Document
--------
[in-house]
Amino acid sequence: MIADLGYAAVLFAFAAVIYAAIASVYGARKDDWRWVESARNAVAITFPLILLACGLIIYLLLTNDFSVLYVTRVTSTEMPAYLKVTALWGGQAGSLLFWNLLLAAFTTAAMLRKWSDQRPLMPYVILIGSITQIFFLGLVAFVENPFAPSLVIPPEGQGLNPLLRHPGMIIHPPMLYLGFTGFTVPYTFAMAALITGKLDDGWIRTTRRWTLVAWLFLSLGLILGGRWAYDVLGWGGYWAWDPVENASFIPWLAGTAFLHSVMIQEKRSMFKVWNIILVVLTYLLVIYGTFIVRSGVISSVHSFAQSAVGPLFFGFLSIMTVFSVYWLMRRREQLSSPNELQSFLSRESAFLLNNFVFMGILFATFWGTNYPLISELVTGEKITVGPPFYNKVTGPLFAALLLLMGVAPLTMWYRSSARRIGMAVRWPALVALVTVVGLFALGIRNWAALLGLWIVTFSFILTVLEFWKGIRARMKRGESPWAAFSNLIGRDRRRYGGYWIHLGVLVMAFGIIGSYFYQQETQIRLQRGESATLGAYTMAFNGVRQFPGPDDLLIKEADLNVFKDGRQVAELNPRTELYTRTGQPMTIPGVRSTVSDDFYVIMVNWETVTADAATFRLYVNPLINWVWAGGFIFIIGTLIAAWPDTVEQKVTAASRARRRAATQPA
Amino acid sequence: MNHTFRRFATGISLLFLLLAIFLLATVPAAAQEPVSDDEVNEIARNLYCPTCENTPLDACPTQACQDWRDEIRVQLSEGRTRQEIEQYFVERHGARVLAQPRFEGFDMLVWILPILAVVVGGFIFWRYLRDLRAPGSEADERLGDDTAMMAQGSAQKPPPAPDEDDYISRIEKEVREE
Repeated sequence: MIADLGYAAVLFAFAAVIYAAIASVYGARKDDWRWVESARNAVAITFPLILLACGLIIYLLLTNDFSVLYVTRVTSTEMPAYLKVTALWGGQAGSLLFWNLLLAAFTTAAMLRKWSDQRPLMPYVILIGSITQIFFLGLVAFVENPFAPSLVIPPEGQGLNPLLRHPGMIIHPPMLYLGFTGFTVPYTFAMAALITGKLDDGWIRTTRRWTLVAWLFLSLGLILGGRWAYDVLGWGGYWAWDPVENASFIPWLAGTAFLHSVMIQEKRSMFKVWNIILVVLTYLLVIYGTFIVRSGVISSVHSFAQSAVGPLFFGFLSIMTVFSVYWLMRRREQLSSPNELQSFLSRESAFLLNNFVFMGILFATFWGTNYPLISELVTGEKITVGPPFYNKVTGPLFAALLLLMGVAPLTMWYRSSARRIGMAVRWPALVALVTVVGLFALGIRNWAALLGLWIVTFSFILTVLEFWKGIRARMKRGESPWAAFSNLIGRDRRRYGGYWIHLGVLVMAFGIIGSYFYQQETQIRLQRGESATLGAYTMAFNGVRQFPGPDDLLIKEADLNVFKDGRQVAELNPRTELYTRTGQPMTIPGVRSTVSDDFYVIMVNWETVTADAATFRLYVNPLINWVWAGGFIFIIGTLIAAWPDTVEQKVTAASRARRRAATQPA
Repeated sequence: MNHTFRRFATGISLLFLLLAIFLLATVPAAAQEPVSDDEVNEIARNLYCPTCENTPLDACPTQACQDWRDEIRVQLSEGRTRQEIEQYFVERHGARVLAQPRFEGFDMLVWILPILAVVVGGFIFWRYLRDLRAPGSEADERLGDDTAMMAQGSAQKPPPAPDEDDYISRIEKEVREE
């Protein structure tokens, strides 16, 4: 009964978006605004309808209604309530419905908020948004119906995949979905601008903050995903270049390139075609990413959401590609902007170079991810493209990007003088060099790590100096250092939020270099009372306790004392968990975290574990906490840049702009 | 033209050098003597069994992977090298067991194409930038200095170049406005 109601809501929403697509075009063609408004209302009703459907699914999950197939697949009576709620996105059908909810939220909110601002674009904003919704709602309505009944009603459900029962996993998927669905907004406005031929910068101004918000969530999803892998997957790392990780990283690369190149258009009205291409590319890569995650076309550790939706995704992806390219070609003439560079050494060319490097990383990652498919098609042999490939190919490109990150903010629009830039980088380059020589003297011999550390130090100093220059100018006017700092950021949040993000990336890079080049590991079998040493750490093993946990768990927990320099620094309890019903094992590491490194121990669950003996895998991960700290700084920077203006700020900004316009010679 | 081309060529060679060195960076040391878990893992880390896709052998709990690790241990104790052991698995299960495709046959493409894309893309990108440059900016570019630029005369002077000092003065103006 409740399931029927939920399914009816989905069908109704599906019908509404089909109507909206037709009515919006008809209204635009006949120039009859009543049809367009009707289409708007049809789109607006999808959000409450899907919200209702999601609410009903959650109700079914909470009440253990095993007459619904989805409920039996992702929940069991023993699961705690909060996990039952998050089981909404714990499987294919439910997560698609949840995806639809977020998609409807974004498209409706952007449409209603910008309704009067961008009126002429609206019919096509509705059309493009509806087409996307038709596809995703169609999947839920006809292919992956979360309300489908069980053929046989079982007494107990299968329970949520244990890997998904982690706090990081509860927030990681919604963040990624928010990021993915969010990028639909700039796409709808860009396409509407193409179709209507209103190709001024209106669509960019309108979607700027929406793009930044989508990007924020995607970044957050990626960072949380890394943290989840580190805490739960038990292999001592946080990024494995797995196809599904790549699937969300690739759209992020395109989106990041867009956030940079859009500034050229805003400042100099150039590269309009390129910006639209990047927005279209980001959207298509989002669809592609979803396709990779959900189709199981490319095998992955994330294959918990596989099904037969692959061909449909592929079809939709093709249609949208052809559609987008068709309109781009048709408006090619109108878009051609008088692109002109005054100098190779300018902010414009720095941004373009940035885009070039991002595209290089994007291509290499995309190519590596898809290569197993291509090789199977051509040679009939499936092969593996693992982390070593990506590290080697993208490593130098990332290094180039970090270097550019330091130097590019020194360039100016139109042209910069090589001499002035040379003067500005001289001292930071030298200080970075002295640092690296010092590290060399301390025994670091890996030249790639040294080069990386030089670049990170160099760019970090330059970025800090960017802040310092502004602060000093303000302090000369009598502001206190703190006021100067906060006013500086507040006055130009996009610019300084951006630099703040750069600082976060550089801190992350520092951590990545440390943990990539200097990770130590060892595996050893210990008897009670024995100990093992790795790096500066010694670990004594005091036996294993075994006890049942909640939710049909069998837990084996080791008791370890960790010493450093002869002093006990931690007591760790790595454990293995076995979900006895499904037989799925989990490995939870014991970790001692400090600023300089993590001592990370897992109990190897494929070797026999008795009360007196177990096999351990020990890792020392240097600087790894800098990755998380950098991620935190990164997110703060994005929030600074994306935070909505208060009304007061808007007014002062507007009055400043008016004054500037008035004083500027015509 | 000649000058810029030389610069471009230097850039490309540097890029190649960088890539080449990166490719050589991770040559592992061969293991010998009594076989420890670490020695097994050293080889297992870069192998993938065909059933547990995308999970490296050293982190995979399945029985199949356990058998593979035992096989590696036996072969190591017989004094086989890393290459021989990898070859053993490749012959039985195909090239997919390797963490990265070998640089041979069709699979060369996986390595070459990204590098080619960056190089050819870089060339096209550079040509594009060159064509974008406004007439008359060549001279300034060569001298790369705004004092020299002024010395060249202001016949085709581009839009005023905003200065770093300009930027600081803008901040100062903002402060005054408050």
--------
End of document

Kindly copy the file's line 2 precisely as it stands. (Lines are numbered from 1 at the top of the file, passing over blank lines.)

Amino acid sequence: MIADLGYAAVLFAFAAVIYAAIASVYGARKDDWRWVESARNAVAITFPLILLACGLIIYLLLTNDFSVLYVTRVTSTEMPAYLKVTALWGGQAGSLLFWNLLLAAFTTAAMLRKWSDQRPLMPYVILIGSITQIFFLGLVAFVENPFAPSLVIPPEGQGLNPLLRHPGMIIHPPMLYLGFTGFTVPYTFAMAALITGKLDDGWIRTTRRWTLVAWLFLSLGLILGGRWAYDVLGWGGYWAWDPVENASFIPWLAGTAFLHSVMIQEKRSMFKVWNIILVVLTYLLVIYGTFIVRSGVISSVHSFAQSAVGPLFFGFLSIMTVFSVYWLMRRREQLSSPNELQSFLSRESAFLLNNFVFMGILFATFWGTNYPLISELVTGEKITVGPPFYNKVTGPLFAALLLLMGVAPLTMWYRSSARRIGMAVRWPALVALVTVVGLFALGIRNWAALLGLWIVTFSFILTVLEFWKGIRARMKRGESPWAAFSNLIGRDRRRYGGYWIHLGVLVMAFGIIGSYFYQQETQIRLQRGESATLGAYTMAFNGVRQFPGPDDLLIKEADLNVFKDGRQVAELNPRTELYTRTGQPMTIPGVRSTVSDDFYVIMVNWETVTADAATFRLYVNPLINWVWAGGFIFIIGTLIAAWPDTVEQKVTAASRARRRAATQPA